Paula Barila Bolopa
|Full name||Paula Barila Bolopa|
|Date of birth||12 October 1979|
|Place of birth||Baney, Equatorial Guinea|
|E Waiso Ipola|
|* Senior club appearances and goals counted for the domestic league only. † Appearances (Goals).|
Paula Barila Bolopa (born 12 October 1979), nicknamed 'The Crawler', is an retired Equatoguinean football player and swimmer. She was one of two Equatorial Guinean swimmers to compete at the 2000 Summer Olympics in Sydney, the other being Eric Moussambani.
Originally a footballer, who played for women's first division side E Waiso Ipola, she was submitted to a swimming trials to participate at the 2000 Olympic Games and was selected after a month and a half of trainings.
Following Moussambani's struggling but courageous performance in the men's 100 metres freestyle event, the media turned their attention to his female compatriot. According to The Telegraph, "the spectator gallery was almost full as the news spread that a female Eric was making an appearance." A correspondent for The Times reported:
- Paula Barila Bolopa, still dripping wet from her swim, was under siege. Tape recorders were being thrust in her face and an interpreter was translating her comments from Spanish for American television stations. Somebody passed her a mobile phone so she could talk live to a radio presenter in Madrid and when she was asked whether she had signed any autographs since fame embraced her, she furrowed her brow in indignation. “Muchos,” she said. She and Celebrity had quickly become fast friends.
Barila Bolopa competed in the women's 50 metres freestyle, and finished last in her heat with a time of 01:03.97, which was double the second-worst time, and reportedly the slowest time in Olympic history for that event. She received loud support and encouragement from spectators.
Barila Bolopa gained entry to the Olympics without meeting the minimum qualification requirements via a wildcard draw designed to encourage developing countries without expensive training facilities to participate. Equatorial Guinea has only two pools, neither of them Olympic-sized. She had never swum in a 50-metre pool before. After the race, she commented: "It's the first time I've swum 50 metres. It was further than I thought. I was very tired."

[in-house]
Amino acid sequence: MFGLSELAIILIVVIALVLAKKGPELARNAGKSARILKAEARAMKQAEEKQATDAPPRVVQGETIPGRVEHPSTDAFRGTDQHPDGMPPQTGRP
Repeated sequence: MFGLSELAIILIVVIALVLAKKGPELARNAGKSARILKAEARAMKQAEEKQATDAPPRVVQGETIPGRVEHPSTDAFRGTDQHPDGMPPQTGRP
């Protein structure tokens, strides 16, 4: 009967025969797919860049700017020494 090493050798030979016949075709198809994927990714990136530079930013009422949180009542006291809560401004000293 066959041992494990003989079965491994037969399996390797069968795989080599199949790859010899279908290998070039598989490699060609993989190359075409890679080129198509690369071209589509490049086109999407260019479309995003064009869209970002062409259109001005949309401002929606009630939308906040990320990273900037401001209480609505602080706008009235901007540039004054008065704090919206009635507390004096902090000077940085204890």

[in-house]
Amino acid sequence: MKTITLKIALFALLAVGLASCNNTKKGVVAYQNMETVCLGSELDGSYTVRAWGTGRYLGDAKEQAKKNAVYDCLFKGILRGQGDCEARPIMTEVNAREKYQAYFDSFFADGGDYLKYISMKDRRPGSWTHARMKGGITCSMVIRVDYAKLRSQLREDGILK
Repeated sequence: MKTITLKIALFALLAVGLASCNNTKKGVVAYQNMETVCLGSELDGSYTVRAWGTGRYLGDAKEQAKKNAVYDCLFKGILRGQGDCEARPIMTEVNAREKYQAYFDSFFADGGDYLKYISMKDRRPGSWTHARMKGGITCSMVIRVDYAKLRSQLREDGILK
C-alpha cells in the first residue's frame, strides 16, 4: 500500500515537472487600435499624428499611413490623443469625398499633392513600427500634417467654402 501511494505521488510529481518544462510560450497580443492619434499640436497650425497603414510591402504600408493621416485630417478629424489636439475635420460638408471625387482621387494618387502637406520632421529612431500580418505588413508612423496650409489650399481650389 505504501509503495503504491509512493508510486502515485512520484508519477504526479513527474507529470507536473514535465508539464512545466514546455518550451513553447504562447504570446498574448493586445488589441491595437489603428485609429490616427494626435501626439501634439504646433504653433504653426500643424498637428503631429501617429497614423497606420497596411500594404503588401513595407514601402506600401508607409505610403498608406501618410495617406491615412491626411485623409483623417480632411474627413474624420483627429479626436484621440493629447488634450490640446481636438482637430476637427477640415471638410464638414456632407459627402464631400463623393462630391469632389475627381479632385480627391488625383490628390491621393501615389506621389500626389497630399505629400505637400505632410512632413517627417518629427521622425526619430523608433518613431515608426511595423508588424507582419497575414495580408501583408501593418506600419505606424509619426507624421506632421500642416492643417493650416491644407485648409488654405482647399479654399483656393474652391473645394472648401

The BBC commented: "Bolopa and Moussambani have become two of the stars of the Sydney Olympics much like Eddie "the Eagle" Edwards became a hero at the 1988 Calgary Olympics for his brave but laughable attempts at ski-jumping." The Telegraph likewise commented that Barila had "recapture[d] the spirit of Eddie the Eagle". The Agence France-Presse reported that she had "gained Olympic hero status", and commented: "She brought out the spectators' affection for a courageous, have-a-go hero who dared to compete knowing she would probably be the worst-ever Olympian in that event."
Barila worked as a supermarket cashier at the time of the Games.
- "«Para Sota Sobe, tú también eres como Nze Nfumu ...»" [«To Sota Sobe, you too are like Nze Nfumu ...»] (in Spanish).
- Gjerde, Arild; Jeroen Heijmans; Bill Mallon; Hilary Evans (2011). "Paula Barila Bolopa Biography and Olympic Results". Olympics. Sports Reference.com. Retrieved 2012-02-21.
- Paula Barila's photo as a E Waiso Ipola's member - Paula Barila Bolopa on Facebook (Spanish)
- LL., D. (2000). "Guineana 'futbolista' y con miedo a los cocodrilos". Olympics (in Spanish). Mundo Deportivo.
- "Swimming: Next to Paula Eric the Eel is electric", Martin Johnson, The Telegraph, 7 November 2000
- "Trio of try-hards splash their way into our hearts", Oliver Holt, The Times, 22 September 2000
- Not counting Bahrain's Fatema Hameed Gerashi, who was disqualified but had taken 51.15.
- "Olympic-Size Freeloading", Joel Stein, Time, 2 October 2000
- "Swimming - day seven in pictures", BBC, 22 September 2000
- "Barila Bolopa paddles her way to Olympic stardom", Agence France-Presse, 21 September 2000
- "Heroic Losers", Agence France-Presse, 18 July 2008
- "'Paula the Crawler' sets record", BBC, 22 September 2000
- "Debut girl falls foul of gulf in international standards", The Guardian, 23 September 2000